It is important to recognise that BIM differs from the traditional CAD process. The production of a manual drawing and a drawing in a CAD environment is virtually the same. One is merely a digitised version of the analogue. The drafter needs a degree of imagination and interpretation to produce discrete snapshots of the proposed building in the form of plans, sections and elevations.
However, BIM is not merely the next stage of drawing. BIM is a building prototype; it is the creation of a virtual building enriched with many of the real-world properties in the end product. By having a virtual, testable building, the AECO industry becomes more akin to other sectors like aerospace and manufacturing because multiple design iterations can be tested to identify the most optimal solution before committing to a final form.
For example, site analysis can be conducted in conjunction with GIS platforms for better land use. Solar gain and daylight analysis can help determine optimal glazing and shading ratios. Non-graphical data can also be used in a carbon-reducing strategy. Similarly, reliable information about individual building materials can be tracked in BIM and help with their repurposing at the end of a building’s life, thus offsetting the material’s embodied carbon. Historically, building information was supplied in an unstructured, ad hoc fashion. However, thanks to established BIM standards like ISO 19650, information garnered from an information model can be seen as reliable and credible, enabling sound decisions regarding a building’s future.
Adopting frameworks like ISO 19650 and the principle of data drops can aid project stakeholders in accepting accountability to address net zero objectives. The ecosystem of digital tools is vast and can become quite complex, and many get overwhelmed in understanding what tools to use, when. When working transparently with set key goals and objectives, digital tools can be leveraged to perform valuable analyses. The key is to define the information requirements that meet the owners’ conditions and set up the project to leverage and examine the data.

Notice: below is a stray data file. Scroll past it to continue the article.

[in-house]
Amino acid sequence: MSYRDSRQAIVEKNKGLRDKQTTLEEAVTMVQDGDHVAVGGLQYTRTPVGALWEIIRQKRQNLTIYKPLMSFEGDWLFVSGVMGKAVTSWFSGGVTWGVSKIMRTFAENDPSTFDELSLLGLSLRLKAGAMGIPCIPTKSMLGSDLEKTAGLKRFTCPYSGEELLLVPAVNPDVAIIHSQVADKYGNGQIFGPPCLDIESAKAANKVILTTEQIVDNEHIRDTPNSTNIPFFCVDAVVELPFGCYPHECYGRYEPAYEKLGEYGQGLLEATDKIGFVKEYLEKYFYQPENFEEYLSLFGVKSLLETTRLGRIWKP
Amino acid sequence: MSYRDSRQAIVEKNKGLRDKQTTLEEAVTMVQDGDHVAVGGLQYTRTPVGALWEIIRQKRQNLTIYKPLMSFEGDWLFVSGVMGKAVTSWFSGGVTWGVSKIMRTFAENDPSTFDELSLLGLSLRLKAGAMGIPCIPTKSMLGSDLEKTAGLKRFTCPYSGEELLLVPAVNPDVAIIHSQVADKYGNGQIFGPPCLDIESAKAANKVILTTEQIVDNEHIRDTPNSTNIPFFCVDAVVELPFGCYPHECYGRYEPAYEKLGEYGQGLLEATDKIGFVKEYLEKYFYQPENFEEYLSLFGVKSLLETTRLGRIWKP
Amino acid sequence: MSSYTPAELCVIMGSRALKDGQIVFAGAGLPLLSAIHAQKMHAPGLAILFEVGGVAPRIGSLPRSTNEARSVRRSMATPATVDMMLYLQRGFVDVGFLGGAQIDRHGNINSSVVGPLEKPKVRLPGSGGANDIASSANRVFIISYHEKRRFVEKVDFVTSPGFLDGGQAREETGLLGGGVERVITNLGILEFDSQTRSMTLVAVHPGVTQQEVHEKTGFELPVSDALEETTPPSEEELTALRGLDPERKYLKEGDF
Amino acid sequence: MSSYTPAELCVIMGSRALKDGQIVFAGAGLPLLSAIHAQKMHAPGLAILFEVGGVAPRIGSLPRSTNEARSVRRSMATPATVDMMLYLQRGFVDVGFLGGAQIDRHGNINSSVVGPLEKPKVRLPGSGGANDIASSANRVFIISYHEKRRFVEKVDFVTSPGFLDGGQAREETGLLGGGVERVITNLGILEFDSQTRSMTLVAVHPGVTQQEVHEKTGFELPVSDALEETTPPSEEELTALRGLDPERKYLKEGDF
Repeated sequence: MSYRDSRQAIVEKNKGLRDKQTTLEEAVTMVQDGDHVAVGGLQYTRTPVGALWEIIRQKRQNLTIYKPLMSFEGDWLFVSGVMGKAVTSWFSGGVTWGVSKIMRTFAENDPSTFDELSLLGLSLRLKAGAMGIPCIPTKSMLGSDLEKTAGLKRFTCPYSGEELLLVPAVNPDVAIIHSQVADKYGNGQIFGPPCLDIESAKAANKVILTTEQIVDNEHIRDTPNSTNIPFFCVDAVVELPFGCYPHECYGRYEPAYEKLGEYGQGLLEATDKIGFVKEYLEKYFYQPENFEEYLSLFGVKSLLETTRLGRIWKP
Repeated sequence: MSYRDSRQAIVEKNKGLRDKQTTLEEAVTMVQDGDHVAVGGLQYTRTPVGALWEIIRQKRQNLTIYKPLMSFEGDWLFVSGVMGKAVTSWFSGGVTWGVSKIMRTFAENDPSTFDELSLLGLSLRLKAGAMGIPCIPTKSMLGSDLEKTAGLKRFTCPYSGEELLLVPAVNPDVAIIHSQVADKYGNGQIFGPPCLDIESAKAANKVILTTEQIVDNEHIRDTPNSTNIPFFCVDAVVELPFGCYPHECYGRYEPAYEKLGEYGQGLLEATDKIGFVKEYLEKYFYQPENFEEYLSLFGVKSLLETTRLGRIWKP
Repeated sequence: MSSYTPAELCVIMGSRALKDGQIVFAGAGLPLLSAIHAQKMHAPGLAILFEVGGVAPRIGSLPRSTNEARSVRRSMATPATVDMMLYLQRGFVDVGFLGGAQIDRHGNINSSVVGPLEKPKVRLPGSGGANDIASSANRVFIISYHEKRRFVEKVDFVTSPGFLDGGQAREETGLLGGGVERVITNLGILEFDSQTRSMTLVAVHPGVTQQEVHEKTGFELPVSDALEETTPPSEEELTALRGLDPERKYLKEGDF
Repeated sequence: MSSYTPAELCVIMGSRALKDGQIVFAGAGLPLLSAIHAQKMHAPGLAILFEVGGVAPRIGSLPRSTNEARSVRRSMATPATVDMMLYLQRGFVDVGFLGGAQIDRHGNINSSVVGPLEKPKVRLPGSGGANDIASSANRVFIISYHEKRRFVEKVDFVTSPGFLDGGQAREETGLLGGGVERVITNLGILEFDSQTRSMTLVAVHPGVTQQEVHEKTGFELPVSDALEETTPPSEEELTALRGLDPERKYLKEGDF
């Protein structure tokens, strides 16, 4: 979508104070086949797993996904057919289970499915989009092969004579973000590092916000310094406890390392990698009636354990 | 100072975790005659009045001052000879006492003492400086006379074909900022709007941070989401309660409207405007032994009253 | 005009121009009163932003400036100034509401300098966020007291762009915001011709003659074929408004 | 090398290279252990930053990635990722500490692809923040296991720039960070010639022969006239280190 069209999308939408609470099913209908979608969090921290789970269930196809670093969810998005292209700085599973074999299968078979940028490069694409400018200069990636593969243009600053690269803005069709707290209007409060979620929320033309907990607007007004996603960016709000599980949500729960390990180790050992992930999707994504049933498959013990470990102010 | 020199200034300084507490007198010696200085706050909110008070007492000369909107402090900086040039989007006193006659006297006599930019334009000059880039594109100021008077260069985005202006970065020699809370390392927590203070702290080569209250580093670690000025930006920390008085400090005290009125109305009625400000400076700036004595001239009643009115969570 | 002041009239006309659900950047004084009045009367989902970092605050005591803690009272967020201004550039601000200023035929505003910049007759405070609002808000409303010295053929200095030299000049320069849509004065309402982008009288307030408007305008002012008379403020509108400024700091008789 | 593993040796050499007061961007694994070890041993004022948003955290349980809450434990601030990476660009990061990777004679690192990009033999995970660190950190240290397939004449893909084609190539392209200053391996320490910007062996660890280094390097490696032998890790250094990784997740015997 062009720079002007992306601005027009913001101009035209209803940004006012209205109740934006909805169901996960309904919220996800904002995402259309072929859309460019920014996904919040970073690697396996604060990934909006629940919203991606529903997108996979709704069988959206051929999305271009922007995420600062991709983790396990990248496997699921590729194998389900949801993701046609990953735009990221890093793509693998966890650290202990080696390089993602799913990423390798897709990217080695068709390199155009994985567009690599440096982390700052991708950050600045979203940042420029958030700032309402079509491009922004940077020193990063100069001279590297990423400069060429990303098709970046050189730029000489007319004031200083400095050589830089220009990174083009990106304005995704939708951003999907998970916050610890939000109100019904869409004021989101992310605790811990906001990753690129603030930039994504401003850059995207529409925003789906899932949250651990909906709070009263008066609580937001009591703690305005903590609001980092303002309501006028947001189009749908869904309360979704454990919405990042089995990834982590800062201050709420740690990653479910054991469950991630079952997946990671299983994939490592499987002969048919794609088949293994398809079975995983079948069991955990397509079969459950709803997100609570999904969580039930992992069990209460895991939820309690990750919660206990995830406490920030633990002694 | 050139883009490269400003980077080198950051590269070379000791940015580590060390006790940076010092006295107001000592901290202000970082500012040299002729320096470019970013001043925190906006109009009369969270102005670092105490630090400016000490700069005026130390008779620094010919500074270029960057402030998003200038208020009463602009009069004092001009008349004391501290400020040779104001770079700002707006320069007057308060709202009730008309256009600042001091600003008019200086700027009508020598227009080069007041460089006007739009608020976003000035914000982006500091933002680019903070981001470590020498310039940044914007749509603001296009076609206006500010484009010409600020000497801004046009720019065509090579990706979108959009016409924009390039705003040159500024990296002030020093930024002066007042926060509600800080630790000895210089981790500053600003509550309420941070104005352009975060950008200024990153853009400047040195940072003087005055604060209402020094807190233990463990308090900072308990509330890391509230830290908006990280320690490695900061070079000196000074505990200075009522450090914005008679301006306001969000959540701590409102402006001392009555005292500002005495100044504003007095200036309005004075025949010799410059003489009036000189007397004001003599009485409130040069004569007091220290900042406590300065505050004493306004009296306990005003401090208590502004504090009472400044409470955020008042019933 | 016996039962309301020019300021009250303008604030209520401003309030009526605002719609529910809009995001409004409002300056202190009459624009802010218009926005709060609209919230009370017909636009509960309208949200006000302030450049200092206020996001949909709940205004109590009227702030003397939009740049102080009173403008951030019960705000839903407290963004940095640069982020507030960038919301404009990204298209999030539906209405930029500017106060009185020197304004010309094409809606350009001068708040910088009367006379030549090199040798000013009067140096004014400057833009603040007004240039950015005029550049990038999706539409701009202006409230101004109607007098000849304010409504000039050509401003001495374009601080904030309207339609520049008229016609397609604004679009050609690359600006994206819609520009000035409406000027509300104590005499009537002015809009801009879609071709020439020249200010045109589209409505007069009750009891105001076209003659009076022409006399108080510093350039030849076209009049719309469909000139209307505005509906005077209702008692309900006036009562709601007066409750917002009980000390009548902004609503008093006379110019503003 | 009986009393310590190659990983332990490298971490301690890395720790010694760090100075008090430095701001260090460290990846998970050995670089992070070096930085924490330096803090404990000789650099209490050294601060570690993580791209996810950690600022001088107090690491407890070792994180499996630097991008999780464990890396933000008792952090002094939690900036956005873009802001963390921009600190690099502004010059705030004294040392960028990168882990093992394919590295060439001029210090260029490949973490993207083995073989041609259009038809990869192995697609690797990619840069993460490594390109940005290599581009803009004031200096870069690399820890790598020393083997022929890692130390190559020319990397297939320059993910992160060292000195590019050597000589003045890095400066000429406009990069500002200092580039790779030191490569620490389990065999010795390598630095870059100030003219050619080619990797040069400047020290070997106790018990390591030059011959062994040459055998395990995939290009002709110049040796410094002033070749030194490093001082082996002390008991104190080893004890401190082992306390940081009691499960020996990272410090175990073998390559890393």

What does the future hold?
The industry, including technology vendors and consultants, needs to work together for a uniform approach. Legislation like the new mandate supports this effort. Often, industries need a push from the top, which encourages them to adopt and implement methodologies that help them achieve their goals. Often, the value of investing in digital tools to support the analysis process has not been effectively conveyed. Efforts should increase to show that their value is likely to offset the initial cost increase over time. Historically, the success of construction projects has been measured in purely economic terms. However, environmental and social objectives are increasingly becoming key elements in project briefs.
Looking beyond the static BIM used in design and construction is the digital twin, a virtual representation of a physical asset but fed with real-time data from its corresponding physical twin. As a result, the same level of insight available about a building in the design phase now exists throughout the building lifecycle. This influences building-level sustainability by enabling reactive and scheduled maintenance and interventions and can also aid in citywide carbon-reducing initiatives through further integration into smart city networks.
Strategy & innovation lead
BIM solutions specialist